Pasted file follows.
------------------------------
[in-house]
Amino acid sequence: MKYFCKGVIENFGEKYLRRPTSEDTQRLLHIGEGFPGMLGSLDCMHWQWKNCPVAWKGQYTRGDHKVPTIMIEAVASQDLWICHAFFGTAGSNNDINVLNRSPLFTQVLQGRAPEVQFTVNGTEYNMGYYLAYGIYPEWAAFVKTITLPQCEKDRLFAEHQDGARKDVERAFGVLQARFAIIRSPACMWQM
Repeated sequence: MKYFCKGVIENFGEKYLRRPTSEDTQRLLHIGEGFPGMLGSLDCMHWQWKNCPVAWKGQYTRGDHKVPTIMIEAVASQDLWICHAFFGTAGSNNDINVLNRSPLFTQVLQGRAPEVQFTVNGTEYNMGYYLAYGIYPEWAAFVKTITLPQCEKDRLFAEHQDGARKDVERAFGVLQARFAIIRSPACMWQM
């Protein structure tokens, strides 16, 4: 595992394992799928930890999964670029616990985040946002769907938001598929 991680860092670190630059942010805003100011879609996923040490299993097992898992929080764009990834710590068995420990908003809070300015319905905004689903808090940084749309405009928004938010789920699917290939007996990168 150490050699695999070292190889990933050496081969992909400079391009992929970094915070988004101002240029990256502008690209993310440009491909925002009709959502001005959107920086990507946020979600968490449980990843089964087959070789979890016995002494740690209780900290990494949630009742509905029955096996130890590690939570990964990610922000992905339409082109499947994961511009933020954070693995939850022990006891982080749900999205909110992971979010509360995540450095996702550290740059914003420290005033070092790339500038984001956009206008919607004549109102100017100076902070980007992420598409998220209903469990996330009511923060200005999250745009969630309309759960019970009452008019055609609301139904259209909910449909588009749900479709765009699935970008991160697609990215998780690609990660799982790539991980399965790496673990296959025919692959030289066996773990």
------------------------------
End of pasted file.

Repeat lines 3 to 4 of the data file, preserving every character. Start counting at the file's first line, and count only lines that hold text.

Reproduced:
Repeated sequence: MKYFCKGVIENFGEKYLRRPTSEDTQRLLHIGEGFPGMLGSLDCMHWQWKNCPVAWKGQYTRGDHKVPTIMIEAVASQDLWICHAFFGTAGSNNDINVLNRSPLFTQVLQGRAPEVQFTVNGTEYNMGYYLAYGIYPEWAAFVKTITLPQCEKDRLFAEHQDGARKDVERAFGVLQARFAIIRSPACMWQM
């Protein structure tokens, strides 16, 4: 595992394992799928930890999964670029616990985040946002769907938001598929 991680860092670190630059942010805003100011879609996923040490299993097992898992929080764009990834710590068995420990908003809070300015319905905004689903808090940084749309405009928004938010789920699917290939007996990168 150490050699695999070292190889990933050496081969992909400079391009992929970094915070988004101002240029990256502008690209993310440009491909925002009709959502001005959107920086990507946020979600968490449980990843089964087959070789979890016995002494740690209780900290990494949630009742509905029955096996130890590690939570990964990610922000992905339409082109499947994961511009933020954070693995939850022990006891982080749900999205909110992971979010509360995540450095996702550290740059914003420290005033070092790339500038984001956009206008919607004549109102100017100076902070980007992420598409998220209903469990996330009511923060200005999250745009969630309309759960019970009452008019055609609301139904259209909910449909588009749900479709765009699935970008991160697609990215998780690609990660799982790539991980399965790496673990296959025919692959030289066996773990």